Other members of the Golden Dawn who designed Tarot decks include Aleister Crowley (Thoth deck), who mixed the Golden Dawn ideas with his own system of Egyptian, Sumerian and Tantric occultism (plus a good dose of perverse humor), and Paul Foster Case. Case's B.O.T.A. deck, which gives a version that seems halfway between the Golden Dawn deck and Waite's deck, was the first public revelation of the Golden Dawn attributions of the Hebrew alphabet with the Major Arcana cards.
A few years ago a deck came out called the Golden Dawn deck. Although it is the deck recommended for this course, I would like to point out that the artist, Wang, made some glaring errors and omissions. There is not enough space to list them here, but if you are interested in discovering the errors, I suggest comparing Wang's designs with the descriptions as printed in Regardie's book, The Golden Dawn. Still, it is the most symbolically correct deck (in a Golden Dawn sense) on the market.
I know some people who claim to be occultists and who collect tarot decks. Their collection, in fact, is their only claim to knowing about the occult. But some decks which they collect are so distant from anything which could be called "metaphysical" that I wonder about their brand of occultism. One deck I saw has each card drawn by a different artist. Even though it is based on Waite's deck, it gets so silly that it even uses popular cartoon characters on them! Another deck, called the Tarot of the Witches, (certainly an insult to most if not all Witches) was designed for a James Bond movie. /
In summary, there is no proof that the Tarot came from a single ancient source in Egypt, China, India or anyplace else. That they were first introduced into Europe in the early 14th century is known, but where they originally came from is one of the great unprovable (at this time) mysteries of the universe.
Now, I would like to give my unprovable guess as to how the cards developed. It is known that both India and China did have gaming systems which, to a minor extent, resembled a pack of cards. Although unprovable, I maintain that it is likely that a traveler going from one of those countries to the Middle East, or perhaps a trader from the Middle East who went to India or China, somehow left one of these systems, or a version of it, in one of the Middle Eastern countries. Then, during one of the Crusades, a knight brought back one of these proto-decks and gave it to his lord or king.
Next, that lord or king, in a display of egotistical vanity ("I've got something you don't have!") showed it to a peer, another lord or king. That second person decided to have it duplicated. Or, in a similar manner, the artist of one lord showed it to the artist of another lord, and the second artist either made a direct copy or made a version from memory. Moving from lord to lord, from king to king, the Tarot evolved.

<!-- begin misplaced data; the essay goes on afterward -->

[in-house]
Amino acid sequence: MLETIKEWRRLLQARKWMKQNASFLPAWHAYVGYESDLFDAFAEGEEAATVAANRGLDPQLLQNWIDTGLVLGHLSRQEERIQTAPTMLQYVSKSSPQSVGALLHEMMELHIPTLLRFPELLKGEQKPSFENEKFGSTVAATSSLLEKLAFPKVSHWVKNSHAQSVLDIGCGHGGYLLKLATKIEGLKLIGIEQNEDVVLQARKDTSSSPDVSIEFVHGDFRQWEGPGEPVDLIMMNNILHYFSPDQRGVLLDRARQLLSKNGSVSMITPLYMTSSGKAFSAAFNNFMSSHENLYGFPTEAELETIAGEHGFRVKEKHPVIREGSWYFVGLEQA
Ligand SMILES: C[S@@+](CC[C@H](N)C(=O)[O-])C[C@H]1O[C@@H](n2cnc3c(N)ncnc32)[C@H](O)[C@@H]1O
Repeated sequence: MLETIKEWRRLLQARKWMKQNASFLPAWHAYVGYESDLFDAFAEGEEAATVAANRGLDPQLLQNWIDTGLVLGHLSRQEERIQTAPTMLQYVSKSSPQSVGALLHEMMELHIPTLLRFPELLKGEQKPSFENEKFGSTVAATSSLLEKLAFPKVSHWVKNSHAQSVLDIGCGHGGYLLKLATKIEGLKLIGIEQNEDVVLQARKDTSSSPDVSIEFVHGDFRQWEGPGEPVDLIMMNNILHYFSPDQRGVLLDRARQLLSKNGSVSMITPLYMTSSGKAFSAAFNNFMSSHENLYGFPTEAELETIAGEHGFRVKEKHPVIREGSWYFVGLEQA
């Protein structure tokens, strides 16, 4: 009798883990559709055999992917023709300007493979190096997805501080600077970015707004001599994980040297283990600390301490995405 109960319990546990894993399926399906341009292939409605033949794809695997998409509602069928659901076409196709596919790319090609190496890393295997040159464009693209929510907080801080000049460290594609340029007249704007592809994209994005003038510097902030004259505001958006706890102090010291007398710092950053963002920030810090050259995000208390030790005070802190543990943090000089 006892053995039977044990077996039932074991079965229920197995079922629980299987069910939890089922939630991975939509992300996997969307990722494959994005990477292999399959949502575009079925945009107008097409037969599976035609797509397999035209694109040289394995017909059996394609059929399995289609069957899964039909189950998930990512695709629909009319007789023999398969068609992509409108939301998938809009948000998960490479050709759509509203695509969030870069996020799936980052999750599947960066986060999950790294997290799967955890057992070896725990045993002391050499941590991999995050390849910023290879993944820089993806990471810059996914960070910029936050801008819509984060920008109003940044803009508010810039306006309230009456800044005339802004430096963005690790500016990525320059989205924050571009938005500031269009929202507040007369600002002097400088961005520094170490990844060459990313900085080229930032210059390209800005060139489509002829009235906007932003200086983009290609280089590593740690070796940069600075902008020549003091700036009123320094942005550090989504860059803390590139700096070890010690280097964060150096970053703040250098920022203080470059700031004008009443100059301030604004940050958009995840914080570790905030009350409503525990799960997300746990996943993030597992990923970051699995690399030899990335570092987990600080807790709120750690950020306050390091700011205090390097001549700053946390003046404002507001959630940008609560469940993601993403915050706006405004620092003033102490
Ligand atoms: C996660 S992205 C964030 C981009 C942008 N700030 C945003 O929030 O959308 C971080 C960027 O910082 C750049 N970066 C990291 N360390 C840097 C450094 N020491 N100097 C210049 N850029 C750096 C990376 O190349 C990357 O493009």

There were, at that time, artist guilds which, like masons, may have included some form of mystical knowledge. Certainly many artists then, before then, and now were interested in the relationship between humanity and the divine. One of these artists could have added some mysticism in the Tarot art, and another could have added more. This progressed until we have the Tarot as it exists today.
But the most important question is, "Does it matter where or how the Tarot developed?" To this there must be a loud "NO!" in answer, for the tarot's use as a powerful mystical and magickal tool has been proven over the past several centuries.
It is important to understand the difference between fortunetell-ing and divination. Fortunetelling says that something must happen. Divination, such as with the Tarot cards, never says what must happen, it only indicates what will probably happen if you continue on the path you are currently traversing.
According to this view, you have the freedom to insure something happens or prevent it from occurring. You have free will and the choice is always up to you. Fortunetelling would say that, as an exam-
pie, you will have an accident on a boat on a specific date. Divination would tell you that a boat trip at that time could cause problems, and you are advised to stay away from boats. You can then either avoid the boat trip or be extra careful when on the boat. Fortunetelling says you have no choice; you will be on a boat at that time and you will have an accident. Divination says you have free will: you can move to the desert, or at least you can stay away from boats. In this book we strongly affirm free will, not predestination.